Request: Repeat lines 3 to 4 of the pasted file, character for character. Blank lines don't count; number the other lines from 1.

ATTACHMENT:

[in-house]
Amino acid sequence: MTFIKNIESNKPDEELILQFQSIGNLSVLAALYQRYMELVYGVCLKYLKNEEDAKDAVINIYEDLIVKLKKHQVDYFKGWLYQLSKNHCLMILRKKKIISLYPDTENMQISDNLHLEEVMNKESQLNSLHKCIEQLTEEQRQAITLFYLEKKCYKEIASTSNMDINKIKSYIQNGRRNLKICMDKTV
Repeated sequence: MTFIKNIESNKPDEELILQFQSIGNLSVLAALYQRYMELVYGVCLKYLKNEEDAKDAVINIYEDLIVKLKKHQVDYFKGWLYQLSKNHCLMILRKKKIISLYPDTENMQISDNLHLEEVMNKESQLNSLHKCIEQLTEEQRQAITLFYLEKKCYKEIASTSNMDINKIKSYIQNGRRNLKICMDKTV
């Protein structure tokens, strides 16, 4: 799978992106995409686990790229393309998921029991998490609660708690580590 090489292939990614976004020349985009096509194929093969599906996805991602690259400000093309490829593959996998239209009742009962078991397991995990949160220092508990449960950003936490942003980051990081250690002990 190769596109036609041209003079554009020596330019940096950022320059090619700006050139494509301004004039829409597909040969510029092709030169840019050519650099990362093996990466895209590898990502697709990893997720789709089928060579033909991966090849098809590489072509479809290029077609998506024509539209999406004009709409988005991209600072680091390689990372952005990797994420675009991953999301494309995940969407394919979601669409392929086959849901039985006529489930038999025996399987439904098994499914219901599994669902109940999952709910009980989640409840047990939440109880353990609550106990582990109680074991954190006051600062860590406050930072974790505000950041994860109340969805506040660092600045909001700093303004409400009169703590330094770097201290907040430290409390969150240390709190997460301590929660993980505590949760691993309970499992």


Repeated sequence: MTFIKNIESNKPDEELILQFQSIGNLSVLAALYQRYMELVYGVCLKYLKNEEDAKDAVINIYEDLIVKLKKHQVDYFKGWLYQLSKNHCLMILRKKKIISLYPDTENMQISDNLHLEEVMNKESQLNSLHKCIEQLTEEQRQAITLFYLEKKCYKEIASTSNMDINKIKSYIQNGRRNLKICMDKTV
């Protein structure tokens, strides 16, 4: 799978992106995409686990790229393309998921029991998490609660708690580590 090489292939990614976004020349985009096509194929093969599906996805991602690259400000093309490829593959996998239209009742009962078991397991995990949160220092508990449960950003936490942003980051990081250690002990 190769596109036609041209003079554009020596330019940096950022320059090619700006050139494509301004004039829409597909040969510029092709030169840019050519650099990362093996990466895209590898990502697709990893997720789709089928060579033909991966090849098809590489072509479809290029077609998506024509539209999406004009709409988005991209600072680091390689990372952005990797994420675009991953999301494309995940969407394919979601669409392929086959849901039985006529489930038999025996399987439904098994499914219901599994669902109940999952709910009980989640409840047990939440109880353990609550106990582990109680074991954190006051600062860590406050930072974790505000950041994860109340969805506040660092600045909001700093303004409400009169703590330094770097201290907040430290409390969150240390709190997460301590929660993980505590949760691993309970499992």